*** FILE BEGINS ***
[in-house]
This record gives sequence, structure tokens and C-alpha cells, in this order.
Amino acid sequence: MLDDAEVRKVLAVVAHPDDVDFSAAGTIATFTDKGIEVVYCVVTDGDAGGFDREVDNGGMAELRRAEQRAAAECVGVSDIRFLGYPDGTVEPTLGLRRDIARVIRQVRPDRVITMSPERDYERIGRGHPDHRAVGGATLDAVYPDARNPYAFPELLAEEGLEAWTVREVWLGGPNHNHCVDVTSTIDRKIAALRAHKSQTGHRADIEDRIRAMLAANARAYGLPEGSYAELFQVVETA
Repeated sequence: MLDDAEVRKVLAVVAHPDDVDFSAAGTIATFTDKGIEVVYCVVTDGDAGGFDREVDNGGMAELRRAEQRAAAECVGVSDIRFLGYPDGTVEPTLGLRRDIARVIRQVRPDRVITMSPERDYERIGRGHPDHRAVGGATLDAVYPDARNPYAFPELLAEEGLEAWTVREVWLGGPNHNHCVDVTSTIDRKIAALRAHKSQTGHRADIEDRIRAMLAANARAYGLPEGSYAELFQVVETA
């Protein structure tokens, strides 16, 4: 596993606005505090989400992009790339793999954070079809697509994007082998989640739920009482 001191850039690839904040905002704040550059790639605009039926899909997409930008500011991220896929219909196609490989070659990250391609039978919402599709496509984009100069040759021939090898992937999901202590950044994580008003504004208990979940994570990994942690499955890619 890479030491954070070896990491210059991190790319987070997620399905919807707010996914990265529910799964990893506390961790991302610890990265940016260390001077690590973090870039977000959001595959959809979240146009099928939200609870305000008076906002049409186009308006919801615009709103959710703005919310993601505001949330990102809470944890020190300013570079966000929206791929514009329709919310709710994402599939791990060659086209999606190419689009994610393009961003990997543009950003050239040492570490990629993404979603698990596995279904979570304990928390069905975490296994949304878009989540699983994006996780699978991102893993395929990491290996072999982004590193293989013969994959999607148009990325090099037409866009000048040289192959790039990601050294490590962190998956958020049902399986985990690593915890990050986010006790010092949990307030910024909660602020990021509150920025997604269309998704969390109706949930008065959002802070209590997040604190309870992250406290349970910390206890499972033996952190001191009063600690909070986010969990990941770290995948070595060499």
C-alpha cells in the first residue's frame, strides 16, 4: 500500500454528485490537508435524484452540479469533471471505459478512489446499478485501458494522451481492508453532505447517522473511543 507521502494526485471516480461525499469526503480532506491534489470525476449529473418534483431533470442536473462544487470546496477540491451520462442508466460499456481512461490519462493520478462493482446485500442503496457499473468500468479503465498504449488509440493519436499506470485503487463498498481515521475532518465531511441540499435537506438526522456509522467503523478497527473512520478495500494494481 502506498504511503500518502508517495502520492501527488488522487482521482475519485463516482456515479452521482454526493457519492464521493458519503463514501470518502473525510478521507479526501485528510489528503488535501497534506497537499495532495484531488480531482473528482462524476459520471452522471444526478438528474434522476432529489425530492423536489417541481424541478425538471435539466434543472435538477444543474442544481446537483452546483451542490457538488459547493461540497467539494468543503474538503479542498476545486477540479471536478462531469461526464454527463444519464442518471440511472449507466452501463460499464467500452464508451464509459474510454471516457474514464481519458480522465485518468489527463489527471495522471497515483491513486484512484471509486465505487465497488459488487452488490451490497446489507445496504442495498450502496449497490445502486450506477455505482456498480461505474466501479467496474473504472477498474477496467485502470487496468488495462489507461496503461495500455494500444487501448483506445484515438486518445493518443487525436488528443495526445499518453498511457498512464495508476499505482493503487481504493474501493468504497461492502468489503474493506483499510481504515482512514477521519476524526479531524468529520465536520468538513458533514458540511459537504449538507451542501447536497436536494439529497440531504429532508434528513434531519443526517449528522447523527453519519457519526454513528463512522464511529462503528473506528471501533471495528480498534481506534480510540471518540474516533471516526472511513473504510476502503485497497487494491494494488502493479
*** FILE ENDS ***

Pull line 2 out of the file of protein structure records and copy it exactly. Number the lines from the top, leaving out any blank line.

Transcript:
This record gives sequence, structure tokens and C-alpha cells, in this order.